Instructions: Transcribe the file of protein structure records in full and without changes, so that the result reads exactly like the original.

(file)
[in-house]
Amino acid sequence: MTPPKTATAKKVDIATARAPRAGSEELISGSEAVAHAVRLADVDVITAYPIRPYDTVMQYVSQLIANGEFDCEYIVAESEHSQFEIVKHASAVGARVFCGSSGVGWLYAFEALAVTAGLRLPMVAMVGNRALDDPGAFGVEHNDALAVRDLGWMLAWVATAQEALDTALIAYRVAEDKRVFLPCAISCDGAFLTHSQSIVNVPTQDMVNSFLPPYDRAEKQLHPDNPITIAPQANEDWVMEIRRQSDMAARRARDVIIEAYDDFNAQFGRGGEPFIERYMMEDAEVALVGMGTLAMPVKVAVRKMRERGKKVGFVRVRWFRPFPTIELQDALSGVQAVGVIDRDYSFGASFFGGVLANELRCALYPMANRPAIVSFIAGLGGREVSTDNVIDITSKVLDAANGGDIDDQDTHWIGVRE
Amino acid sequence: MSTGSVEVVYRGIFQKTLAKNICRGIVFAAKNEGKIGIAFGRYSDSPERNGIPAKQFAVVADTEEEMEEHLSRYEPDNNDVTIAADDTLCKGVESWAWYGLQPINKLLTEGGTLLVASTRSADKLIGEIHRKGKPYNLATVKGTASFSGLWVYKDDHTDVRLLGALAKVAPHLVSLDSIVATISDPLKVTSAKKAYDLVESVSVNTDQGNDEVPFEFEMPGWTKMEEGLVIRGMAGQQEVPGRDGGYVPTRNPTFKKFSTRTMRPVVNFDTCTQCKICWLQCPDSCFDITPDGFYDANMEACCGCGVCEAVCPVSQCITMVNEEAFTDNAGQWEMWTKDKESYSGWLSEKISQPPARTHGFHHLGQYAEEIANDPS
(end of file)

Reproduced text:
[in-house]
Amino acid sequence: MTPPKTATAKKVDIATARAPRAGSEELISGSEAVAHAVRLADVDVITAYPIRPYDTVMQYVSQLIANGEFDCEYIVAESEHSQFEIVKHASAVGARVFCGSSGVGWLYAFEALAVTAGLRLPMVAMVGNRALDDPGAFGVEHNDALAVRDLGWMLAWVATAQEALDTALIAYRVAEDKRVFLPCAISCDGAFLTHSQSIVNVPTQDMVNSFLPPYDRAEKQLHPDNPITIAPQANEDWVMEIRRQSDMAARRARDVIIEAYDDFNAQFGRGGEPFIERYMMEDAEVALVGMGTLAMPVKVAVRKMRERGKKVGFVRVRWFRPFPTIELQDALSGVQAVGVIDRDYSFGASFFGGVLANELRCALYPMANRPAIVSFIAGLGGREVSTDNVIDITSKVLDAANGGDIDDQDTHWIGVRE
Amino acid sequence: MSTGSVEVVYRGIFQKTLAKNICRGIVFAAKNEGKIGIAFGRYSDSPERNGIPAKQFAVVADTEEEMEEHLSRYEPDNNDVTIAADDTLCKGVESWAWYGLQPINKLLTEGGTLLVASTRSADKLIGEIHRKGKPYNLATVKGTASFSGLWVYKDDHTDVRLLGALAKVAPHLVSLDSIVATISDPLKVTSAKKAYDLVESVSVNTDQGNDEVPFEFEMPGWTKMEEGLVIRGMAGQQEVPGRDGGYVPTRNPTFKKFSTRTMRPVVNFDTCTQCKICWLQCPDSCFDITPDGFYDANMEACCGCGVCEAVCPVSQCITMVNEEAFTDNAGQWEMWTKDKESYSGWLSEKISQPPARTHGFHHLGQYAEEIANDPS